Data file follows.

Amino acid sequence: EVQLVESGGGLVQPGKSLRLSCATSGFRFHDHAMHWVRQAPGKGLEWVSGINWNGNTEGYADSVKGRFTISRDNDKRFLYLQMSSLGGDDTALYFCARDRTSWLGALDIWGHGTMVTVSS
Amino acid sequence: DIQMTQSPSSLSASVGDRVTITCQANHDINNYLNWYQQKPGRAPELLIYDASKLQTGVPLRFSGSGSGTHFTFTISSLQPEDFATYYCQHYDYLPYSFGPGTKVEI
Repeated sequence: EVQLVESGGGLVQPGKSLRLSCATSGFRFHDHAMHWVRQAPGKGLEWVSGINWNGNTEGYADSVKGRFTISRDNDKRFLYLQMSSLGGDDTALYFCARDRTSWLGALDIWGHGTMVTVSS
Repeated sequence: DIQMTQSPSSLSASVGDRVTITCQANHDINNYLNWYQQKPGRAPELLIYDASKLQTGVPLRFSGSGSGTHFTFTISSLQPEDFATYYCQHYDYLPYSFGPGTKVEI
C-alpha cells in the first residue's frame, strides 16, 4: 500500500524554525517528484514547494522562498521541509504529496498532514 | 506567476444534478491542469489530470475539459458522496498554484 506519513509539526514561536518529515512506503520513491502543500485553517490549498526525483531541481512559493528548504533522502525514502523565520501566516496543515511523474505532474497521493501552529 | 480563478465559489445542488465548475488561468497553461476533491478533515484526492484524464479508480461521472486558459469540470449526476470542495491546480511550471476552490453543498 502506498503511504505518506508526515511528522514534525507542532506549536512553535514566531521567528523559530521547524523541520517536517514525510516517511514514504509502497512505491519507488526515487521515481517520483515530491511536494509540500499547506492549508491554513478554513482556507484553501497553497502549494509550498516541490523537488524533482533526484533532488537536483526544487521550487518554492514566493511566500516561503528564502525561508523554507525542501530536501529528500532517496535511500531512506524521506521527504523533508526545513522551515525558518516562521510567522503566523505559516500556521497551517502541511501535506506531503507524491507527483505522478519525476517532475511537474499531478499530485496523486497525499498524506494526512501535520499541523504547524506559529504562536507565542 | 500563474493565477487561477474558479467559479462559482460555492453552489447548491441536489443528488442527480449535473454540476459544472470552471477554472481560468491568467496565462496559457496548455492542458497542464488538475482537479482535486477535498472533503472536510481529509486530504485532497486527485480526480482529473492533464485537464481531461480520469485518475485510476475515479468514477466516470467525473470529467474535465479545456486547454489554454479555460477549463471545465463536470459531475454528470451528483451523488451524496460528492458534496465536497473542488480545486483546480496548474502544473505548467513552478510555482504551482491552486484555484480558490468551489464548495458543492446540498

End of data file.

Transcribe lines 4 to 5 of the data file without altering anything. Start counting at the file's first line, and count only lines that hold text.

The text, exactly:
Repeated sequence: DIQMTQSPSSLSASVGDRVTITCQANHDINNYLNWYQQKPGRAPELLIYDASKLQTGVPLRFSGSGSGTHFTFTISSLQPEDFATYYCQHYDYLPYSFGPGTKVEI
C-alpha cells in the first residue's frame, strides 16, 4: 500500500524554525517528484514547494522562498521541509504529496498532514 | 506567476444534478491542469489530470475539459458522496498554484 506519513509539526514561536518529515512506503520513491502543500485553517490549498526525483531541481512559493528548504533522502525514502523565520501566516496543515511523474505532474497521493501552529 | 480563478465559489445542488465548475488561468497553461476533491478533515484526492484524464479508480461521472486558459469540470449526476470542495491546480511550471476552490453543498 502506498503511504505518506508526515511528522514534525507542532506549536512553535514566531521567528523559530521547524523541520517536517514525510516517511514514504509502497512505491519507488526515487521515481517520483515530491511536494509540500499547506492549508491554513478554513482556507484553501497553497502549494509550498516541490523537488524533482533526484533532488537536483526544487521550487518554492514566493511566500516561503528564502525561508523554507525542501530536501529528500532517496535511500531512506524521506521527504523533508526545513522551515525558518516562521510567522503566523505559516500556521497551517502541511501535506506531503507524491507527483505522478519525476517532475511537474499531478499530485496523486497525499498524506494526512501535520499541523504547524506559529504562536507565542 | 500563474493565477487561477474558479467559479462559482460555492453552489447548491441536489443528488442527480449535473454540476459544472470552471477554472481560468491568467496565462496559457496548455492542458497542464488538475482537479482535486477535498472533503472536510481529509486530504485532497486527485480526480482529473492533464485537464481531461480520469485518475485510476475515479468514477466516470467525473470529467474535465479545456486547454489554454479555460477549463471545465463536470459531475454528470451528483451523488451524496460528492458534496465536497473542488480545486483546480496548474502544473505548467513552478510555482504551482491552486484555484480558490468551489464548495458543492446540498